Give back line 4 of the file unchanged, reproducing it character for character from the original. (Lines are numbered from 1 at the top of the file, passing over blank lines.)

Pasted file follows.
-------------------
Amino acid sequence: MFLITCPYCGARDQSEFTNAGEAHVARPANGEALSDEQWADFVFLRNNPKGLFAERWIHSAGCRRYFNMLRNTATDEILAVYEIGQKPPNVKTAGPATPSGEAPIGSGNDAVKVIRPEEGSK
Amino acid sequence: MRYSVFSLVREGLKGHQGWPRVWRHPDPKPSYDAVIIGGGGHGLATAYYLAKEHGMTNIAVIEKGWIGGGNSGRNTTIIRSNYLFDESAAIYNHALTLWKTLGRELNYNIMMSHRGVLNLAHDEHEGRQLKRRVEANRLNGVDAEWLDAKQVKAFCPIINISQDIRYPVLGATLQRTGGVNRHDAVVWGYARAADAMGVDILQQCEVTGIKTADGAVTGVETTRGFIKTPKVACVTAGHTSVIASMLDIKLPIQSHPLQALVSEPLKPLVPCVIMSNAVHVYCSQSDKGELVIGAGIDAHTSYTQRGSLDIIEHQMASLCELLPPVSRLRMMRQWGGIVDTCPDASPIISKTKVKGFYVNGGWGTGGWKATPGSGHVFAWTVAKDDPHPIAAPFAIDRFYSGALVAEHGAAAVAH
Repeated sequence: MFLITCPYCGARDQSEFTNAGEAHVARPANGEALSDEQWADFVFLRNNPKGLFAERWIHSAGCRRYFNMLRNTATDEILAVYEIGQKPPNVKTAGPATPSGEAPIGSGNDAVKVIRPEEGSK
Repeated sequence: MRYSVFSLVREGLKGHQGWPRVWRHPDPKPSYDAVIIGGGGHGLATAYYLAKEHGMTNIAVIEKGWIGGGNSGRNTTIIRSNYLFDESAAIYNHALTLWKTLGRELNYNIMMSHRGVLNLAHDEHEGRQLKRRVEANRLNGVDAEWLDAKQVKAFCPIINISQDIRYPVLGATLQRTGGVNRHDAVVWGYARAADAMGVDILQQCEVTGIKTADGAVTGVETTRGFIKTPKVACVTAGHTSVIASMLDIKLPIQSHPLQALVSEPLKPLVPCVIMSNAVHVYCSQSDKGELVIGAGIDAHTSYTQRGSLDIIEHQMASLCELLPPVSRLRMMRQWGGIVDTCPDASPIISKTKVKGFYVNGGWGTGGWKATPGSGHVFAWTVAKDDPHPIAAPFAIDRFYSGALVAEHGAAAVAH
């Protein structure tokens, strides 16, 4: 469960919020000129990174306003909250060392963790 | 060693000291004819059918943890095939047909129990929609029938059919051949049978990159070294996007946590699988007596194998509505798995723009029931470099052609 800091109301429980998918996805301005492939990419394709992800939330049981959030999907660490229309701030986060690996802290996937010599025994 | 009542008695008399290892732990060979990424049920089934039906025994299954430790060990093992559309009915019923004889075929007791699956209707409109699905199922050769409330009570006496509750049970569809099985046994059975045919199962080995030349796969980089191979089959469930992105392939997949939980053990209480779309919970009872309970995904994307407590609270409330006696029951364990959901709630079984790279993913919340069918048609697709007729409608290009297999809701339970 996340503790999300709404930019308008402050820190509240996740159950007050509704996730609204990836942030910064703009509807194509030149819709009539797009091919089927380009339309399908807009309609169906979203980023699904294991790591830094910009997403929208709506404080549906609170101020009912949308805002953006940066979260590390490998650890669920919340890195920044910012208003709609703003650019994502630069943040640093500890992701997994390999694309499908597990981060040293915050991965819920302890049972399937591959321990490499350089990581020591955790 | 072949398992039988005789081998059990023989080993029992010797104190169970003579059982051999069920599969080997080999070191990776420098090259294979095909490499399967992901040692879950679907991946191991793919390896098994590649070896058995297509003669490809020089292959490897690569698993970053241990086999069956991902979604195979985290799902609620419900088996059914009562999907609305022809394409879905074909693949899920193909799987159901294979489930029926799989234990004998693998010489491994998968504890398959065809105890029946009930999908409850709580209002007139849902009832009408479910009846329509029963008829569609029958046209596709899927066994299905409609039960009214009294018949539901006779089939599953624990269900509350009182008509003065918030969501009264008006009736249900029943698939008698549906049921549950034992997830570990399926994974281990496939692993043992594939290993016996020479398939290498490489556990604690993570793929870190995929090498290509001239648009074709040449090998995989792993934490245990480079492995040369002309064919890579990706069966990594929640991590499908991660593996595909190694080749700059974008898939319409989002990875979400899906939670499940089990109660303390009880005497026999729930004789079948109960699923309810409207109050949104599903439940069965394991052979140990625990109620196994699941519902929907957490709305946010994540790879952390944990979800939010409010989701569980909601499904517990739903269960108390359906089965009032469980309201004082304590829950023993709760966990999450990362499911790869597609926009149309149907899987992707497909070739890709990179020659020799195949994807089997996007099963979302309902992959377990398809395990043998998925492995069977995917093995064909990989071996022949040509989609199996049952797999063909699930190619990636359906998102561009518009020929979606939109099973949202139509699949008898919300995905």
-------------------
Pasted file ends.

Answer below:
Repeated sequence: MRYSVFSLVREGLKGHQGWPRVWRHPDPKPSYDAVIIGGGGHGLATAYYLAKEHGMTNIAVIEKGWIGGGNSGRNTTIIRSNYLFDESAAIYNHALTLWKTLGRELNYNIMMSHRGVLNLAHDEHEGRQLKRRVEANRLNGVDAEWLDAKQVKAFCPIINISQDIRYPVLGATLQRTGGVNRHDAVVWGYARAADAMGVDILQQCEVTGIKTADGAVTGVETTRGFIKTPKVACVTAGHTSVIASMLDIKLPIQSHPLQALVSEPLKPLVPCVIMSNAVHVYCSQSDKGELVIGAGIDAHTSYTQRGSLDIIEHQMASLCELLPPVSRLRMMRQWGGIVDTCPDASPIISKTKVKGFYVNGGWGTGGWKATPGSGHVFAWTVAKDDPHPIAAPFAIDRFYSGALVAEHGAAAVAH